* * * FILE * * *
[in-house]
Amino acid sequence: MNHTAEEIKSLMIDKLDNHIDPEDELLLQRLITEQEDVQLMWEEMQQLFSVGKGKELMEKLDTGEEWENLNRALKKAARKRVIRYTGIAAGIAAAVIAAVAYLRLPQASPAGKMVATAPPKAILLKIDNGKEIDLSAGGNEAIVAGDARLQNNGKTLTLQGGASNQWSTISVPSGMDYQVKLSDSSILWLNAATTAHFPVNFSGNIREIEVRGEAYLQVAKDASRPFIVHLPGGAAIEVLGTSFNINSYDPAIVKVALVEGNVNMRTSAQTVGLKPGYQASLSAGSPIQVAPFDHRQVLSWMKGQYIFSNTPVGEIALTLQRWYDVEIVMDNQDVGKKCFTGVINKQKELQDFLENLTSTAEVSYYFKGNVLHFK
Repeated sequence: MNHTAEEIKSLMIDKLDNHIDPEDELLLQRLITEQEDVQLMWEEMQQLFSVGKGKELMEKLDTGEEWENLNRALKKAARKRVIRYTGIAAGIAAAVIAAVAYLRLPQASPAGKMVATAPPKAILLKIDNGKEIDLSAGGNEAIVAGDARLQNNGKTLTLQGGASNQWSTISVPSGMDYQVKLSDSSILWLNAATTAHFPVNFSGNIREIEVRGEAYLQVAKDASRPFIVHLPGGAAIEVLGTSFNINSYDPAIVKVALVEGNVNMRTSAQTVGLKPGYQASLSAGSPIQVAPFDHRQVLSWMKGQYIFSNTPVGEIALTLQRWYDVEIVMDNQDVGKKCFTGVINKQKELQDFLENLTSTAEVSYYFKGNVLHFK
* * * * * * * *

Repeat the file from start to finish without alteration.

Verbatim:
[in-house]
Amino acid sequence: MNHTAEEIKSLMIDKLDNHIDPEDELLLQRLITEQEDVQLMWEEMQQLFSVGKGKELMEKLDTGEEWENLNRALKKAARKRVIRYTGIAAGIAAAVIAAVAYLRLPQASPAGKMVATAPPKAILLKIDNGKEIDLSAGGNEAIVAGDARLQNNGKTLTLQGGASNQWSTISVPSGMDYQVKLSDSSILWLNAATTAHFPVNFSGNIREIEVRGEAYLQVAKDASRPFIVHLPGGAAIEVLGTSFNINSYDPAIVKVALVEGNVNMRTSAQTVGLKPGYQASLSAGSPIQVAPFDHRQVLSWMKGQYIFSNTPVGEIALTLQRWYDVEIVMDNQDVGKKCFTGVINKQKELQDFLENLTSTAEVSYYFKGNVLHFK
Repeated sequence: MNHTAEEIKSLMIDKLDNHIDPEDELLLQRLITEQEDVQLMWEEMQQLFSVGKGKELMEKLDTGEEWENLNRALKKAARKRVIRYTGIAAGIAAAVIAAVAYLRLPQASPAGKMVATAPPKAILLKIDNGKEIDLSAGGNEAIVAGDARLQNNGKTLTLQGGASNQWSTISVPSGMDYQVKLSDSSILWLNAATTAHFPVNFSGNIREIEVRGEAYLQVAKDASRPFIVHLPGGAAIEVLGTSFNINSYDPAIVKVALVEGNVNMRTSAQTVGLKPGYQASLSAGSPIQVAPFDHRQVLSWMKGQYIFSNTPVGEIALTLQRWYDVEIVMDNQDVGKKCFTGVINKQKELQDFLENLTSTAEVSYYFKGNVLHFK